Body image dissatisfaction among rural and urban adolescents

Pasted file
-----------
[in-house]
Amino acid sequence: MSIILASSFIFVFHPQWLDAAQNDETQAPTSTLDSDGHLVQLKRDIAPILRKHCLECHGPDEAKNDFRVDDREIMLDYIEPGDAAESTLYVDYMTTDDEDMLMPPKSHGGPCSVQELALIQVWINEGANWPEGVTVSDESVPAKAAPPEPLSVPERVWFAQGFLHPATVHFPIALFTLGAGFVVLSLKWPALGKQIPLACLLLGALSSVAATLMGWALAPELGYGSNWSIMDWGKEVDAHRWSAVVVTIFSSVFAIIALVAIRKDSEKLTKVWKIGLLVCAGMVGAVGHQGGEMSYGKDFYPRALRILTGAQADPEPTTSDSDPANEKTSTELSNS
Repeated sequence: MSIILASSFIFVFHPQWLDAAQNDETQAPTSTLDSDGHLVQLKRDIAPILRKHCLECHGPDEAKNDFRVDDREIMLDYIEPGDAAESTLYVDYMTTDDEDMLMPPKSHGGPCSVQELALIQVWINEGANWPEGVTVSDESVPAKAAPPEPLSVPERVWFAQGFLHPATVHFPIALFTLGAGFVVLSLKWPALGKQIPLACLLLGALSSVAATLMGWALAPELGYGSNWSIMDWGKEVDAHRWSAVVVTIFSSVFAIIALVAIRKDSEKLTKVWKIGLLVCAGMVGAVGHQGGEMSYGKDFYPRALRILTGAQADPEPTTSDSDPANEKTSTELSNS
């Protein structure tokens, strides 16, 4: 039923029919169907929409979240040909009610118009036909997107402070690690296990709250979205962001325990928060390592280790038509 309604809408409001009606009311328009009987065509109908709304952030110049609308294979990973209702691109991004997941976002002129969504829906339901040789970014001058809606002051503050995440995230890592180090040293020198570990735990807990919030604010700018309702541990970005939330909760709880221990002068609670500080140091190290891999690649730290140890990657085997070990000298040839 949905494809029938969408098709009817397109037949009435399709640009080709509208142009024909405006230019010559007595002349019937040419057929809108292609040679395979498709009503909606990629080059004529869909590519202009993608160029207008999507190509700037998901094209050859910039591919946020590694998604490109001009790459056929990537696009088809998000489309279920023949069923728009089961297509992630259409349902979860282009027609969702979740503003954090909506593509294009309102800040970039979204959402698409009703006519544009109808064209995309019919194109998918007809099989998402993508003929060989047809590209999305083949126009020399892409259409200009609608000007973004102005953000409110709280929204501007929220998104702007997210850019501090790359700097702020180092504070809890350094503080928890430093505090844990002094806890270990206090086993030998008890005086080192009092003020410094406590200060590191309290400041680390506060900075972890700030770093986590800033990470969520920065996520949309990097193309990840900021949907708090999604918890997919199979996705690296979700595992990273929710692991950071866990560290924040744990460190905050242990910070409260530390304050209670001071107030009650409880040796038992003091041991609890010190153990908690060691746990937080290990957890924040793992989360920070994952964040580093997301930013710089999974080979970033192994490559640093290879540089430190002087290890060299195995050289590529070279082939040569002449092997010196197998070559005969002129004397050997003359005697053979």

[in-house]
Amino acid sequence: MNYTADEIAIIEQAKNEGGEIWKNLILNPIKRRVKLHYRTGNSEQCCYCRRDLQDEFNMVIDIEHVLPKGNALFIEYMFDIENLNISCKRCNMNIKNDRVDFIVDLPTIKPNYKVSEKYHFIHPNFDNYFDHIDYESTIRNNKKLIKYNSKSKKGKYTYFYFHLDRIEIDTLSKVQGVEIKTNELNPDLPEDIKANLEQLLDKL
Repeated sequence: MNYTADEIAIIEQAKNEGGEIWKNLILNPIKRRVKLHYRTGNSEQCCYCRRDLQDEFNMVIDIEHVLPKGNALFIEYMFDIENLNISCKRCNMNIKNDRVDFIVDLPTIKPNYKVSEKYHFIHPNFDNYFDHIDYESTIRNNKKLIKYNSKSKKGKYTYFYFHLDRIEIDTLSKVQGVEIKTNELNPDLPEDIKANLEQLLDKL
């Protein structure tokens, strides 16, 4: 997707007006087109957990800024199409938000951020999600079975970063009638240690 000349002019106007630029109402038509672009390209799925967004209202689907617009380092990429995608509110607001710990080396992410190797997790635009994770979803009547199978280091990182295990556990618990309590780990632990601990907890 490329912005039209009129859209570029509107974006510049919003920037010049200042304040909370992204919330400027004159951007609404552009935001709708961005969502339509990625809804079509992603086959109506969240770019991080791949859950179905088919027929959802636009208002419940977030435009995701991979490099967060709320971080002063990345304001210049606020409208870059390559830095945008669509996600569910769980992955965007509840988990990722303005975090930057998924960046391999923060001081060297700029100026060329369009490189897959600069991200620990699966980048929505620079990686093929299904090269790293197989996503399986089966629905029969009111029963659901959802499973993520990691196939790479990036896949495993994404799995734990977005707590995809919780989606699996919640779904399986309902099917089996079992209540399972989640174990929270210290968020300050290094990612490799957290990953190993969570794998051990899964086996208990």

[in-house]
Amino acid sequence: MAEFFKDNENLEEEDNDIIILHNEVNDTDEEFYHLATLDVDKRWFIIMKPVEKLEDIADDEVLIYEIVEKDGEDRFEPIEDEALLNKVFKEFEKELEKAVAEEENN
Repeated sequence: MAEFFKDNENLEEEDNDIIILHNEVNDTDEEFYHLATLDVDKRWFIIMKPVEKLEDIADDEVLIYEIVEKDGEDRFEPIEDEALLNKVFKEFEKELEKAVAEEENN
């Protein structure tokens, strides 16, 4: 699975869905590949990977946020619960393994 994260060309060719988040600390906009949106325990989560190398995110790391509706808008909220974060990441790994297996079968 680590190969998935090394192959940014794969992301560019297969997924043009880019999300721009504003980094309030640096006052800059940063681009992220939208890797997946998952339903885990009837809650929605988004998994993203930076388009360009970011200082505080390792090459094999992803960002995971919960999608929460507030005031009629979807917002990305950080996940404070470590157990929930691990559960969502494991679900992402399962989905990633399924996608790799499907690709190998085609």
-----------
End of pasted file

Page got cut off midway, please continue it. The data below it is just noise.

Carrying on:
AbstractTo identify the prevalence of body image dissatisfaction among adolescents living in rural and urban areas, and to analyze the influence of demographic and anthropometric variables on body image dissatisfaction. A total of 629 adolescents aged 13 to 17 years from urban and rural areas participated in the study. Demographic variables (gender, age, area of residence), anthropometric measurements (body weight, height, skinfold thickness) and body image data were collected. BMI (underweight: <18,5 kg/m2; normal weight: between 18,5 and 25,0 kg/m2; overweight: > 25 kg/m2) and the sum of two skinfold thicknesses, ƒ°2SF (girls: low: <16 mm, ideal: between 16 and 36 mm, high: >36 mm; boys: low: <12 mm, ideal: between 12 and 25 mm, high: >25 mm) were then calculated. The prevalence of body image dissatisfaction was similar (p.0,05) among rural (64,2%) and urban adolescents (62,8%). Boys wished to increase the size of their body silhouette (41,3%), whereas girls wished to reduce it (50,5%) (p<0,001). Adolescents with low and excess weight based on BMI and with high ƒ°2SF presented a 3,14, 8,45 and 2,08 times higher chance of body image dissatisfaction, respectively. A high prevalence of body image dissatisfaction was observed among adolescents from rural and urban areas. An unhealthy nutritional status and body adiposity increase the chances of body image dissatisfaction. These findings emphasize the social pressure on girls to remain slim and on boys to attain an athletic body.
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